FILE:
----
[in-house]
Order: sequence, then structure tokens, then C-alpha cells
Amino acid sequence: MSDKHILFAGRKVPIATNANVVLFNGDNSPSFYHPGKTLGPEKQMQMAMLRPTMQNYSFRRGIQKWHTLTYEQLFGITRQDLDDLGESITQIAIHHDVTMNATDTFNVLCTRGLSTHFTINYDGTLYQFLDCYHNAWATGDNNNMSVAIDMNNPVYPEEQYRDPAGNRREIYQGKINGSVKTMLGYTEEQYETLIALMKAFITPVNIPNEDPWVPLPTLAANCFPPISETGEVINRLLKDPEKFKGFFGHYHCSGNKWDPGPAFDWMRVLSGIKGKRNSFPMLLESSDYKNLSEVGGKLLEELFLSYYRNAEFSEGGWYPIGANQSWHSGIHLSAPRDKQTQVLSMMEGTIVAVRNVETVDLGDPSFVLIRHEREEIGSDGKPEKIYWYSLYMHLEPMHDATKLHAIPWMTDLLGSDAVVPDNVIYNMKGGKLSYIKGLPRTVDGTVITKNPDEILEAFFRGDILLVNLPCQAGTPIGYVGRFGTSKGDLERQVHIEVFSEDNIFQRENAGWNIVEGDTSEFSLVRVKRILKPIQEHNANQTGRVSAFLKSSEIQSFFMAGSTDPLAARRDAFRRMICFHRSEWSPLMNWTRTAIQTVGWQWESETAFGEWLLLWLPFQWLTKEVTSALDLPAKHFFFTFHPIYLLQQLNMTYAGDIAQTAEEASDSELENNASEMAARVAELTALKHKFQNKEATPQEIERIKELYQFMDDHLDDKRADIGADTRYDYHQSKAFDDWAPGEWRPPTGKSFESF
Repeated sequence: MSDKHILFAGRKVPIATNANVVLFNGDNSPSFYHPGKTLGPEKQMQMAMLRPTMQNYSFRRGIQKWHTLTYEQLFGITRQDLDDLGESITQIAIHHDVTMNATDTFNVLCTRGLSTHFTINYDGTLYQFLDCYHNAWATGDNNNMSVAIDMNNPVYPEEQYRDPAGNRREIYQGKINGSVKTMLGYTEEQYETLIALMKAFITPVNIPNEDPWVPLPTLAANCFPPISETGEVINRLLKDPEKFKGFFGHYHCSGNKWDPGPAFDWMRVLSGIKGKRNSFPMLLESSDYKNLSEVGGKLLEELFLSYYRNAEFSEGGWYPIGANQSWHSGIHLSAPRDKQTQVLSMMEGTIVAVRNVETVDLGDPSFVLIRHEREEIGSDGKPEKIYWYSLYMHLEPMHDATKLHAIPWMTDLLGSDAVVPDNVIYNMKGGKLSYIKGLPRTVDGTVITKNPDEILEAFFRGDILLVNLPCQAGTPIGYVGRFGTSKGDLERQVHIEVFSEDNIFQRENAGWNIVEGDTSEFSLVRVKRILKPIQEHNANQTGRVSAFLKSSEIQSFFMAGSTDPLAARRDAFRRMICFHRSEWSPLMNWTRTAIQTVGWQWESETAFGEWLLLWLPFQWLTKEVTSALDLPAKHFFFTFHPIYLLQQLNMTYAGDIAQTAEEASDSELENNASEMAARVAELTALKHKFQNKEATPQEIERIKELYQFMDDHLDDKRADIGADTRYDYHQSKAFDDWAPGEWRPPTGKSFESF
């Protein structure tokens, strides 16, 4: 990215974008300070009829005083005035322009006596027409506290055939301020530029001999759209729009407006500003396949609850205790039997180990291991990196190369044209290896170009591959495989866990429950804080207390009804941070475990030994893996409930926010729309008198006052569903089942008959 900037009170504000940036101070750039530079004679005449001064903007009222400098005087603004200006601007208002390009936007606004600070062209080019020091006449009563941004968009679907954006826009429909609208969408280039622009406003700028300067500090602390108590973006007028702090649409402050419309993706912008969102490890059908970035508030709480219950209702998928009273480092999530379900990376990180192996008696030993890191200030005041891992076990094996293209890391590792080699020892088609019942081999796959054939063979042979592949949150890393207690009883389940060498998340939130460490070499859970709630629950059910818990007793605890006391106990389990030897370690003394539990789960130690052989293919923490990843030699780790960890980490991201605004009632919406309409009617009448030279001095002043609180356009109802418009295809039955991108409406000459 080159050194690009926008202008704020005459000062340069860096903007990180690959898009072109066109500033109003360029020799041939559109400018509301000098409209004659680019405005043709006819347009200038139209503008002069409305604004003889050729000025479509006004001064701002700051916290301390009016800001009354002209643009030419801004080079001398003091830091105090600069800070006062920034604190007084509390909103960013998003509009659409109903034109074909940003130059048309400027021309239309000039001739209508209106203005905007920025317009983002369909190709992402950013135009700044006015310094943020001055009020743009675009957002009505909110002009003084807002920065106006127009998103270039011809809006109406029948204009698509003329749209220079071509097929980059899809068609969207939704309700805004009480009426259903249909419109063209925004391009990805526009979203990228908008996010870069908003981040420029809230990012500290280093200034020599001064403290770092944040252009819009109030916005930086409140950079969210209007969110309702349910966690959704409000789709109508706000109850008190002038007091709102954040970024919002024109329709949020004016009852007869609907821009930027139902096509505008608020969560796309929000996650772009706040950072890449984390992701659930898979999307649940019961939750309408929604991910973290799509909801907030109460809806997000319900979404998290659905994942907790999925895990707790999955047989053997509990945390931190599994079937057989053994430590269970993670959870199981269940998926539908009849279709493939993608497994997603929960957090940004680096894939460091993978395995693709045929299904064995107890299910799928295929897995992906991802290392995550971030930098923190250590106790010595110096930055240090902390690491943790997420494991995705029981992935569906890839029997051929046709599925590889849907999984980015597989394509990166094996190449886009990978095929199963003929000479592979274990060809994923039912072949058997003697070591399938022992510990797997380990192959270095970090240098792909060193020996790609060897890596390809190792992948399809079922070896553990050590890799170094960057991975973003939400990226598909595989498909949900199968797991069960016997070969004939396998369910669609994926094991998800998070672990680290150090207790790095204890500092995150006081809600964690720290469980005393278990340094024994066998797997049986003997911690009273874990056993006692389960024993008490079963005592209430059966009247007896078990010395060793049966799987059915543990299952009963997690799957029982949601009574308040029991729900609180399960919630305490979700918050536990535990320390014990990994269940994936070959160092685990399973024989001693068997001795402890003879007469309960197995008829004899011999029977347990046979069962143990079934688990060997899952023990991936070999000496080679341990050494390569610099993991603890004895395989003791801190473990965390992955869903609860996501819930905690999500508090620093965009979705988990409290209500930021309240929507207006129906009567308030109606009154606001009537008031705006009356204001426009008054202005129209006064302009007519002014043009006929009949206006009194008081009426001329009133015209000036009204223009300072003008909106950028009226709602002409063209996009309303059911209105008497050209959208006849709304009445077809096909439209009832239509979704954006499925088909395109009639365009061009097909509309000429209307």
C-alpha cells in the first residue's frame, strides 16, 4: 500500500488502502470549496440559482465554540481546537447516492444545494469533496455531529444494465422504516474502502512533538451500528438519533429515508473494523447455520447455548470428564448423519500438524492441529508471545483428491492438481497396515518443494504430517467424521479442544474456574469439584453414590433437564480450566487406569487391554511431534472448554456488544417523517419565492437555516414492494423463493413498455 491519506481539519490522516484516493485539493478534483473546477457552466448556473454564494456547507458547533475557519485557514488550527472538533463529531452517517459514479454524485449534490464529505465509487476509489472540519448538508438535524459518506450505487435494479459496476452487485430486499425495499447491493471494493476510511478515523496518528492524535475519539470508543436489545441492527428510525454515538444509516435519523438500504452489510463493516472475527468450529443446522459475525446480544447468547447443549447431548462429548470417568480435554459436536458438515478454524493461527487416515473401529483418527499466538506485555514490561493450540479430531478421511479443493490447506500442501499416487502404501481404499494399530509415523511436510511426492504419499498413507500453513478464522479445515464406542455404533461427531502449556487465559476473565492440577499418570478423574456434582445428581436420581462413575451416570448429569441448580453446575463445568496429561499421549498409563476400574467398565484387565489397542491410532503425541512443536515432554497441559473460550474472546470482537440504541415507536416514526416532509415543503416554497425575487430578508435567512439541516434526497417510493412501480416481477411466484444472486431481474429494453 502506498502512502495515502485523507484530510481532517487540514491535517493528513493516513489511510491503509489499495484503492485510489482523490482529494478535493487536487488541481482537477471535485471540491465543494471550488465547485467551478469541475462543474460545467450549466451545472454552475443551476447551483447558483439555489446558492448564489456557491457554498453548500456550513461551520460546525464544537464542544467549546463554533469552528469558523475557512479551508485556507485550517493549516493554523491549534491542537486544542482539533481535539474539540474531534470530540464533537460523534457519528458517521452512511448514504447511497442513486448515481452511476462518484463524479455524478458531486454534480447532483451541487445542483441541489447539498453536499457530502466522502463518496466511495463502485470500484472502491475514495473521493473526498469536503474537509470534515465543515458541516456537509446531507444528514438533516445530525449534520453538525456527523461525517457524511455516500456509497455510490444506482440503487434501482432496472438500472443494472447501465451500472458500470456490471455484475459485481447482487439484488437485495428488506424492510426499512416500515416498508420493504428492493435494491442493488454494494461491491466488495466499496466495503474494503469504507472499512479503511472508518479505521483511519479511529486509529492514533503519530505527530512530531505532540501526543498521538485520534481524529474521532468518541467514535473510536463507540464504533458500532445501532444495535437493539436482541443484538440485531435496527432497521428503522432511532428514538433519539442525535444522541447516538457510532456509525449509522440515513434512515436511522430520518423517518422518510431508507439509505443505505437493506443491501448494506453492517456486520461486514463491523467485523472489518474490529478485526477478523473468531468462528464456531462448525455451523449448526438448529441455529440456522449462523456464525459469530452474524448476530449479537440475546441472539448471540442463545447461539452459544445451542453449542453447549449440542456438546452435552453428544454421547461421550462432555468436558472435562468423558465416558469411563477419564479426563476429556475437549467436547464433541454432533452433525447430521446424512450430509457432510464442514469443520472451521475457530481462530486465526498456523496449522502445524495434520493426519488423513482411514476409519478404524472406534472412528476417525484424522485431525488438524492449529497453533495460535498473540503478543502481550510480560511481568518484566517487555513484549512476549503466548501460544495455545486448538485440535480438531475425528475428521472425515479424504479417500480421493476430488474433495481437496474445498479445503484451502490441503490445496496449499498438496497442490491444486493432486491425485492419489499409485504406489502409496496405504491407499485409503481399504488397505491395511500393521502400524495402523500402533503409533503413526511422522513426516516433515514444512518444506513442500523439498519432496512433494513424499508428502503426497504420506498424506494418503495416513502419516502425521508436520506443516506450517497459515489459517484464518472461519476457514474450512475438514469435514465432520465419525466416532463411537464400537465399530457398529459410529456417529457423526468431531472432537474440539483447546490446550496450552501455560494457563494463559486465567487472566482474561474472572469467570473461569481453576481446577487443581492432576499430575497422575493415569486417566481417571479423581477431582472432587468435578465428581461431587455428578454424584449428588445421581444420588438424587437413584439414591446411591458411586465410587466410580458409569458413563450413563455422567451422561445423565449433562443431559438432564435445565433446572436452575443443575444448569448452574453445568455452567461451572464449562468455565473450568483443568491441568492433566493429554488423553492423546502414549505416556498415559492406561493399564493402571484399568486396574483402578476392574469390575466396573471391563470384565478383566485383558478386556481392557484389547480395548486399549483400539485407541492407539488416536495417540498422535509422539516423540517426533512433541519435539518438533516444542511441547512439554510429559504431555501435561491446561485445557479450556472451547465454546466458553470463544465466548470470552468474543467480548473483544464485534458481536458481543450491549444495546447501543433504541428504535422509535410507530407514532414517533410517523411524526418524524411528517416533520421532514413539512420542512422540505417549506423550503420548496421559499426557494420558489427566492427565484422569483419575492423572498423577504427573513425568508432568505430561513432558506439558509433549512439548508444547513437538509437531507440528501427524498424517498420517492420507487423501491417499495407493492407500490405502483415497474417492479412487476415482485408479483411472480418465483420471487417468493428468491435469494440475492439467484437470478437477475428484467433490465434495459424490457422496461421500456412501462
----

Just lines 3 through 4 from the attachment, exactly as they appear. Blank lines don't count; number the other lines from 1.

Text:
Amino acid sequence: MSDKHILFAGRKVPIATNANVVLFNGDNSPSFYHPGKTLGPEKQMQMAMLRPTMQNYSFRRGIQKWHTLTYEQLFGITRQDLDDLGESITQIAIHHDVTMNATDTFNVLCTRGLSTHFTINYDGTLYQFLDCYHNAWATGDNNNMSVAIDMNNPVYPEEQYRDPAGNRREIYQGKINGSVKTMLGYTEEQYETLIALMKAFITPVNIPNEDPWVPLPTLAANCFPPISETGEVINRLLKDPEKFKGFFGHYHCSGNKWDPGPAFDWMRVLSGIKGKRNSFPMLLESSDYKNLSEVGGKLLEELFLSYYRNAEFSEGGWYPIGANQSWHSGIHLSAPRDKQTQVLSMMEGTIVAVRNVETVDLGDPSFVLIRHEREEIGSDGKPEKIYWYSLYMHLEPMHDATKLHAIPWMTDLLGSDAVVPDNVIYNMKGGKLSYIKGLPRTVDGTVITKNPDEILEAFFRGDILLVNLPCQAGTPIGYVGRFGTSKGDLERQVHIEVFSEDNIFQRENAGWNIVEGDTSEFSLVRVKRILKPIQEHNANQTGRVSAFLKSSEIQSFFMAGSTDPLAARRDAFRRMICFHRSEWSPLMNWTRTAIQTVGWQWESETAFGEWLLLWLPFQWLTKEVTSALDLPAKHFFFTFHPIYLLQQLNMTYAGDIAQTAEEASDSELENNASEMAARVAELTALKHKFQNKEATPQEIERIKELYQFMDDHLDDKRADIGADTRYDYHQSKAFDDWAPGEWRPPTGKSFESF
Repeated sequence: MSDKHILFAGRKVPIATNANVVLFNGDNSPSFYHPGKTLGPEKQMQMAMLRPTMQNYSFRRGIQKWHTLTYEQLFGITRQDLDDLGESITQIAIHHDVTMNATDTFNVLCTRGLSTHFTINYDGTLYQFLDCYHNAWATGDNNNMSVAIDMNNPVYPEEQYRDPAGNRREIYQGKINGSVKTMLGYTEEQYETLIALMKAFITPVNIPNEDPWVPLPTLAANCFPPISETGEVINRLLKDPEKFKGFFGHYHCSGNKWDPGPAFDWMRVLSGIKGKRNSFPMLLESSDYKNLSEVGGKLLEELFLSYYRNAEFSEGGWYPIGANQSWHSGIHLSAPRDKQTQVLSMMEGTIVAVRNVETVDLGDPSFVLIRHEREEIGSDGKPEKIYWYSLYMHLEPMHDATKLHAIPWMTDLLGSDAVVPDNVIYNMKGGKLSYIKGLPRTVDGTVITKNPDEILEAFFRGDILLVNLPCQAGTPIGYVGRFGTSKGDLERQVHIEVFSEDNIFQRENAGWNIVEGDTSEFSLVRVKRILKPIQEHNANQTGRVSAFLKSSEIQSFFMAGSTDPLAARRDAFRRMICFHRSEWSPLMNWTRTAIQTVGWQWESETAFGEWLLLWLPFQWLTKEVTSALDLPAKHFFFTFHPIYLLQQLNMTYAGDIAQTAEEASDSELENNASEMAARVAELTALKHKFQNKEATPQEIERIKELYQFMDDHLDDKRADIGADTRYDYHQSKAFDDWAPGEWRPPTGKSFESF